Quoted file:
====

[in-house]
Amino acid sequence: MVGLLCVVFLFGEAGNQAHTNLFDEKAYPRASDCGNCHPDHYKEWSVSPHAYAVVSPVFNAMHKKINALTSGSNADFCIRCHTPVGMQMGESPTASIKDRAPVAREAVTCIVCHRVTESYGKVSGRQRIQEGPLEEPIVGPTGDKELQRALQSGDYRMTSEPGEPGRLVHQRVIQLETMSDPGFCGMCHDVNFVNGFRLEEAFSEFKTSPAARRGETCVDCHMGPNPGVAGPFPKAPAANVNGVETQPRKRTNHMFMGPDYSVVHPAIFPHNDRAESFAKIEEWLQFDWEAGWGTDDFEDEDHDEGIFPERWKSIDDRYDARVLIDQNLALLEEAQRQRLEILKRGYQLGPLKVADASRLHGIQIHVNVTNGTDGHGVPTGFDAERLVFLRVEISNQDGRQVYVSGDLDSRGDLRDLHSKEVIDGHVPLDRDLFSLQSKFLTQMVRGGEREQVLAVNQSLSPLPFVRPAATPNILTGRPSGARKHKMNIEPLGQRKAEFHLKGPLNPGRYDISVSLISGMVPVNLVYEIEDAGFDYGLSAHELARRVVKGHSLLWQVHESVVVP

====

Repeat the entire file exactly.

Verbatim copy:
[in-house]
Amino acid sequence: MVGLLCVVFLFGEAGNQAHTNLFDEKAYPRASDCGNCHPDHYKEWSVSPHAYAVVSPVFNAMHKKINALTSGSNADFCIRCHTPVGMQMGESPTASIKDRAPVAREAVTCIVCHRVTESYGKVSGRQRIQEGPLEEPIVGPTGDKELQRALQSGDYRMTSEPGEPGRLVHQRVIQLETMSDPGFCGMCHDVNFVNGFRLEEAFSEFKTSPAARRGETCVDCHMGPNPGVAGPFPKAPAANVNGVETQPRKRTNHMFMGPDYSVVHPAIFPHNDRAESFAKIEEWLQFDWEAGWGTDDFEDEDHDEGIFPERWKSIDDRYDARVLIDQNLALLEEAQRQRLEILKRGYQLGPLKVADASRLHGIQIHVNVTNGTDGHGVPTGFDAERLVFLRVEISNQDGRQVYVSGDLDSRGDLRDLHSKEVIDGHVPLDRDLFSLQSKFLTQMVRGGEREQVLAVNQSLSPLPFVRPAATPNILTGRPSGARKHKMNIEPLGQRKAEFHLKGPLNPGRYDISVSLISGMVPVNLVYEIEDAGFDYGLSAHELARRVVKGHSLLWQVHESVVVP